MPs back new regime for casino gambling
Legislation to pave the way for casinos was approved by MPs yesterday – but the Premier warned the industry would need to grow for the Government to reap its benefits.
David Burt told the House of Assembly the regulatory requirements for the industry were significant.
He said that the former One Bermuda Alliance government’s proposals were ”not based on realistic expectations of a gaming industry.”
Mr Burt added: “We have to recognise that we have only one prospective casino at this point in time.
“Setting up the regulatory burden to make sure that we comply with international obligations is difficult, so I would say the regulatory burden right now does not match up to the revenue that will be collected.”
He said the plan was to expand the sector with more casinos – which would boost income.
But he warned the cost of regulation would be more than the most optimistic early projections.
Mr Burt said: “This is not something right now that is generating a profit for the country.
“On a broad basis, with amenities for hotel properties and the opportunities for employment it will provide, it will probably result in an overall benefit to the country, but these are investments that need to be made to improve the regulatory framework.”
Mr Burt said the Gaming (Transfer of Functions) Act would expand the Bermuda Casino Gaming Commission’s remit to include betting shops, cruise ship casinos, lotteries and raffles and the traditional Crown and Anchor, as well as casinos.
The organisation’s name will also be changed to the Bermuda Gaming Commission to reflect the extra responsibilities.
Mr Burt said it was still expected that the first casino would open at the new St Regis hotel in St George’s in the summer.
MPs heard the assessment for the hotel’s casino licence was about 60 per cent complete.
Cole Simons, the Leader of the Opposition, said the OBA supported the amendments – and that an expansion of the commission’s remit was “the right thing to do”.
But he highlighted the slow progress on casinos since 2015 and raised questions about “cashless gaming” and how it would be implemented.
Mr Simons added that the Problem Gaming Council was in place to provide a safety net for people who got in over their heads with gambling.
Scott Pearman, the Shadow Minister of Legal Affairs and Transport, asked if the Problem Gaming Council get more funding as the legislation would increase its workload.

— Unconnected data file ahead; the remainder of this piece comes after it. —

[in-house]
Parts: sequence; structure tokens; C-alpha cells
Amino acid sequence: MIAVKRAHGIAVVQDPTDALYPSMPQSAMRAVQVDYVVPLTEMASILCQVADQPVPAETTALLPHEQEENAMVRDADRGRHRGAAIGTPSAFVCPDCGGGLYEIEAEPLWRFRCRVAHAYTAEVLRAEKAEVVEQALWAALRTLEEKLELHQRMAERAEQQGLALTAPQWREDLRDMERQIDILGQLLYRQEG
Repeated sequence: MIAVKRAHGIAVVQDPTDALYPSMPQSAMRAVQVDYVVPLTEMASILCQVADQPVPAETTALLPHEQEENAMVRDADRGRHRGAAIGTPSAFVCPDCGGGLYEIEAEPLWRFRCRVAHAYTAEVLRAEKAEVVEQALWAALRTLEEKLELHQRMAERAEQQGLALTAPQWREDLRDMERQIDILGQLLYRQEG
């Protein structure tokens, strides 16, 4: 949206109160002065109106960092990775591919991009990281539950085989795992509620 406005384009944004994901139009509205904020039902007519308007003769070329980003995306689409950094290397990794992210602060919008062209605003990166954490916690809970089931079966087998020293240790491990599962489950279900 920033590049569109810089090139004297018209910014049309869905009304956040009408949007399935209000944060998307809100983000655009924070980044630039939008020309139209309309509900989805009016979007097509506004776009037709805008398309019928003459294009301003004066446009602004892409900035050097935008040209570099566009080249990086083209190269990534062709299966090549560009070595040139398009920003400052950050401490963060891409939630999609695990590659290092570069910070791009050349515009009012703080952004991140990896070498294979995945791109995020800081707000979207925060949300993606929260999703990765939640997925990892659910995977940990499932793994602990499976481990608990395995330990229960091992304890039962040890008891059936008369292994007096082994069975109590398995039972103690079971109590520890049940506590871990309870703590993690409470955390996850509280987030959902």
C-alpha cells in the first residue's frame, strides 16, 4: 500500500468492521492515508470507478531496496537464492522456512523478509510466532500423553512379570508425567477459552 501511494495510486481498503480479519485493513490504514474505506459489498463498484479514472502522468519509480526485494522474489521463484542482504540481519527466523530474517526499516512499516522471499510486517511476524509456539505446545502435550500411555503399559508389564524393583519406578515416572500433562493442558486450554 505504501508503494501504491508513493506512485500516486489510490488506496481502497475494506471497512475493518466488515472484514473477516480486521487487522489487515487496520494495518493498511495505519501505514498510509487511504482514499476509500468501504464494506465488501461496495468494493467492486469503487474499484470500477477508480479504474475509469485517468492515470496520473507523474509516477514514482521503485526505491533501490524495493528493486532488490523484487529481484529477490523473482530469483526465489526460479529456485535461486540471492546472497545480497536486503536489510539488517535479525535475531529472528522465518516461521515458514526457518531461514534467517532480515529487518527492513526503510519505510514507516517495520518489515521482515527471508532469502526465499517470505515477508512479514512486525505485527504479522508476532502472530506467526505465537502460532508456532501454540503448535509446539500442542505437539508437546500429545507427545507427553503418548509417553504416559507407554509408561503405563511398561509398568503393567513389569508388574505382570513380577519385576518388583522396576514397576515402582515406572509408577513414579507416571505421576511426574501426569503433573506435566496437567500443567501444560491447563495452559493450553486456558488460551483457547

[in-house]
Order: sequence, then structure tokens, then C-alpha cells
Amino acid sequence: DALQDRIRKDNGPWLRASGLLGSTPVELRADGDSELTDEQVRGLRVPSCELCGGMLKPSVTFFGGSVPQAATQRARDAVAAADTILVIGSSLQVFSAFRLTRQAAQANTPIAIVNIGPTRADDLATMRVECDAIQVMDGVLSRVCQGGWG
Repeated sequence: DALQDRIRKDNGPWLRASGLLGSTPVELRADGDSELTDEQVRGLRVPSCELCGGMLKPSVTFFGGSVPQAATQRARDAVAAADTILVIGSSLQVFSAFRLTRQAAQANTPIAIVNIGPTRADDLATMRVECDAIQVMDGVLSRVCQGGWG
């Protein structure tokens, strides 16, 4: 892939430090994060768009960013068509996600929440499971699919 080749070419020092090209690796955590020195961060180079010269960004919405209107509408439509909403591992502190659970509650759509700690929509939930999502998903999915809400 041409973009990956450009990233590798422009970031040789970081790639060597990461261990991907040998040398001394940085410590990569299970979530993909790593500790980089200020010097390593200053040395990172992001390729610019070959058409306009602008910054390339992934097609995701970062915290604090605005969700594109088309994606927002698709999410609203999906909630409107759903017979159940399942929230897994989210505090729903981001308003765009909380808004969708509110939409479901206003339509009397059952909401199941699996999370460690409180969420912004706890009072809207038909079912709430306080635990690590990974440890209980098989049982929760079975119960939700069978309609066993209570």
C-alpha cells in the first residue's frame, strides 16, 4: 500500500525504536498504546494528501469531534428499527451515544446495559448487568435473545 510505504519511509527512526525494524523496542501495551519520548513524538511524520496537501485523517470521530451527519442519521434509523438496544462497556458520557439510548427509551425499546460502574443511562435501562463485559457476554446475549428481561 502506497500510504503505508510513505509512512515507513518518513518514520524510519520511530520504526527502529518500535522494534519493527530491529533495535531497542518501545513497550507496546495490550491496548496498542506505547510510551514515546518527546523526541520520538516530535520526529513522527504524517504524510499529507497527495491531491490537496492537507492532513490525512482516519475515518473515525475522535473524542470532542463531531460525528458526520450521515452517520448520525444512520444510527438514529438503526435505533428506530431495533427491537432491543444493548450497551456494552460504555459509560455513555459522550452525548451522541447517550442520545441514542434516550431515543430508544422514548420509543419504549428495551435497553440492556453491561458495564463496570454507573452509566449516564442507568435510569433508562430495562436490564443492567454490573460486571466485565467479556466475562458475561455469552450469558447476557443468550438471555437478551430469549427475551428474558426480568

Jarion Richardson, the Shadow Minister for Home Affairs and Labour, asked how the casinos would affect the island’s international ratings on money laundering.
Mr Burt said risk assessments were made before the legislation was put forward and the results helped to form the framework.
He added that the remit of the Problem Gaming Council had been expanded to cover all gambling rather than just casino gaming.
Mr Burt said: “We don’t want it to just be casinos. The funding matters will be left to the Commission, so I am not going to prejudge about how those allocations will be made.”
The House heard that friendly bets and private poker games would continue as normal, and the Commission would not regulate private online gaming.
E-gaming will also be available on licensed casino premises.
Mr Burt said the Act it updated 1975 legislation to comply with international standards and gave power to the commission to ensure that the industry was “fair and honest”, including approval of betting equipment and rules.
The legislation also prohibited ATMs in casinos, alcohol service and bans people aged under 18 from betting premises.
The legislation will also allow a right to appeal decisions of the regulator and brings Bermuda into line with anti-money laundering and terrorist financing rules.
Mr Burt said there would be no increase in fees for current licence holders, but new entrants to the market will have to pay $2,500.
The Betting Fees Regulations 2021 were also passed by the House.
Mr Burt said the rulebook would provide a framework for the recovery of costs by the Commission for work such as investigations and licensing.